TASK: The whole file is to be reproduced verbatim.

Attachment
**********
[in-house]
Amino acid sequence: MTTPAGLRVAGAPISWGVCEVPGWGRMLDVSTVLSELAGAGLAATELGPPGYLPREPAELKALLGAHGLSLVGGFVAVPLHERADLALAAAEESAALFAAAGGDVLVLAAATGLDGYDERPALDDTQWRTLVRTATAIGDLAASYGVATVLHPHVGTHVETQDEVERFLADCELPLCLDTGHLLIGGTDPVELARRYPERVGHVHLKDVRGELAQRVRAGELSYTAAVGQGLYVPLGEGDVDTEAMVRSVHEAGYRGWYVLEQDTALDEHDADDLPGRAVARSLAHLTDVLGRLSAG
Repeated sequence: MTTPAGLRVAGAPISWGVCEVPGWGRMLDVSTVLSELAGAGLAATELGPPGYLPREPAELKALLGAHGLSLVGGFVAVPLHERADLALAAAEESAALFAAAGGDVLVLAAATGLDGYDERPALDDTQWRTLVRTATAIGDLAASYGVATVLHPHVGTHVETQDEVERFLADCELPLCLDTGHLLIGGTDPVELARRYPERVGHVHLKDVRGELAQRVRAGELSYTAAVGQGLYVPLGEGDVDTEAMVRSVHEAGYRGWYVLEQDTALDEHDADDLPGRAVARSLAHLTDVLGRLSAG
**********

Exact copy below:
[in-house]
Amino acid sequence: MTTPAGLRVAGAPISWGVCEVPGWGRMLDVSTVLSELAGAGLAATELGPPGYLPREPAELKALLGAHGLSLVGGFVAVPLHERADLALAAAEESAALFAAAGGDVLVLAAATGLDGYDERPALDDTQWRTLVRTATAIGDLAASYGVATVLHPHVGTHVETQDEVERFLADCELPLCLDTGHLLIGGTDPVELARRYPERVGHVHLKDVRGELAQRVRAGELSYTAAVGQGLYVPLGEGDVDTEAMVRSVHEAGYRGWYVLEQDTALDEHDADDLPGRAVARSLAHLTDVLGRLSAG
Repeated sequence: MTTPAGLRVAGAPISWGVCEVPGWGRMLDVSTVLSELAGAGLAATELGPPGYLPREPAELKALLGAHGLSLVGGFVAVPLHERADLALAAAEESAALFAAAGGDVLVLAAATGLDGYDERPALDDTQWRTLVRTATAIGDLAASYGVATVLHPHVGTHVETQDEVERFLADCELPLCLDTGHLLIGGTDPVELARRYPERVGHVHLKDVRGELAQRVRAGELSYTAAVGQGLYVPLGEGDVDTEAMVRSVHEAGYRGWYVLEQDTALDEHDADDLPGRAVARSLAHLTDVLGRLSAG